The interview features Michael Wilken-Robertson, Anthropologist and Professor at Cal-State University San Marcos talking about his book, Kumeyaay Ethnobotany: Shared Heritage of the Californias.

For thousands of years, the Kumeyaay people of northern Baja California and southern California made their homes in the diverse landscapes of the region, interacting with native plants and continuously refining their botanical knowledge. Today, many Kumeyaay Indians in the far-flung ranches of Baja California carry on the traditional knowledge and skills for transforming native plants into food, medicine, arts, tools, regalia, construction materials, and ceremonial items. Kumeyaay Ethnobotany explores the remarkable interdependence between native peoples and native plants of the Californias through in-depth descriptions of 47 native plants and their uses, lively narratives, and hundreds of vivid photographs. It connects the archaeological and historical record with living cultures and native plant specialists who share their ever-relevant wisdom for future generations.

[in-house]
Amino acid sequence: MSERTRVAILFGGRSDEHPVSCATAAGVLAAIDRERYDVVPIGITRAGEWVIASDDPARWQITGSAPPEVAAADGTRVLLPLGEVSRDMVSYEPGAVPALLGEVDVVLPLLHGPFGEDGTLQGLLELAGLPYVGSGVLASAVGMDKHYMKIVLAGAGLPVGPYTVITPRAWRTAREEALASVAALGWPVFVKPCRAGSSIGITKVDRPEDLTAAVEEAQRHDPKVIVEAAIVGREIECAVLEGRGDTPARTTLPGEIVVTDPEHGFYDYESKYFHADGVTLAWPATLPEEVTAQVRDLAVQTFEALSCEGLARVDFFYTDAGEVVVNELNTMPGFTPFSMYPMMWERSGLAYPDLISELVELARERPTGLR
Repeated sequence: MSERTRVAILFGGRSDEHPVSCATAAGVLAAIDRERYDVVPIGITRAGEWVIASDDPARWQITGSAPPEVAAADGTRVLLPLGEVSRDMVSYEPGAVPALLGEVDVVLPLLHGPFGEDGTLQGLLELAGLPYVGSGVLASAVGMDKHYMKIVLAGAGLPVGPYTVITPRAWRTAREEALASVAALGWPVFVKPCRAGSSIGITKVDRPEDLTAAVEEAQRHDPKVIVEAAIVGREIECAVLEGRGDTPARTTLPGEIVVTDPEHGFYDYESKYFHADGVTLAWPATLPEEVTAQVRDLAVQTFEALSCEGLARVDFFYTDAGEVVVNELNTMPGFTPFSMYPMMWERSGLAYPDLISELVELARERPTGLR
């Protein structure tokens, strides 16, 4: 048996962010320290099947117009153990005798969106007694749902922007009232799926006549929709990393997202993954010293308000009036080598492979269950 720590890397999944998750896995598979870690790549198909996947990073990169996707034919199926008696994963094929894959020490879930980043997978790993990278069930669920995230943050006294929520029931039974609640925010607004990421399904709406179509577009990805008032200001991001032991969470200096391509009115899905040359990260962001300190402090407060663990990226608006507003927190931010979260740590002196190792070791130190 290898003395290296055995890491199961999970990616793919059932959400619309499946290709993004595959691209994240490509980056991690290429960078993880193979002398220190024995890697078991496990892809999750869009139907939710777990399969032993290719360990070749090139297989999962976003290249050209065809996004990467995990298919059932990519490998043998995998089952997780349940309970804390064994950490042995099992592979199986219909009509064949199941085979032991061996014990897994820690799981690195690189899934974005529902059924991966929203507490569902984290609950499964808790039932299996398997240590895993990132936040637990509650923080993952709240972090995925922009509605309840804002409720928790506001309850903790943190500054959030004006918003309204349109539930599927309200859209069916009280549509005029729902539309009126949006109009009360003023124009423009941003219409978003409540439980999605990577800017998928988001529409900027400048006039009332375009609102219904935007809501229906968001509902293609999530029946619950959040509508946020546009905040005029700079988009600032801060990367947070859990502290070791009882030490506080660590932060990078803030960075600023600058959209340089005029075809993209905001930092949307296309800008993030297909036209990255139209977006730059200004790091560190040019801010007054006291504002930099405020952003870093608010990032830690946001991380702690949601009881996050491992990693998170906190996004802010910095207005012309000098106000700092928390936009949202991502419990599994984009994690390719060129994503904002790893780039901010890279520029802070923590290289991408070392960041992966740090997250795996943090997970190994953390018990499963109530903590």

Listen to the interview with Wilken-Robertson from January 2018 on KPBS Midday Edition in MP3 format. If this doesn’t work for you, visit the KPBS website.

Kumeyaay Ethnobotany: Shared Heritage of the Californias.



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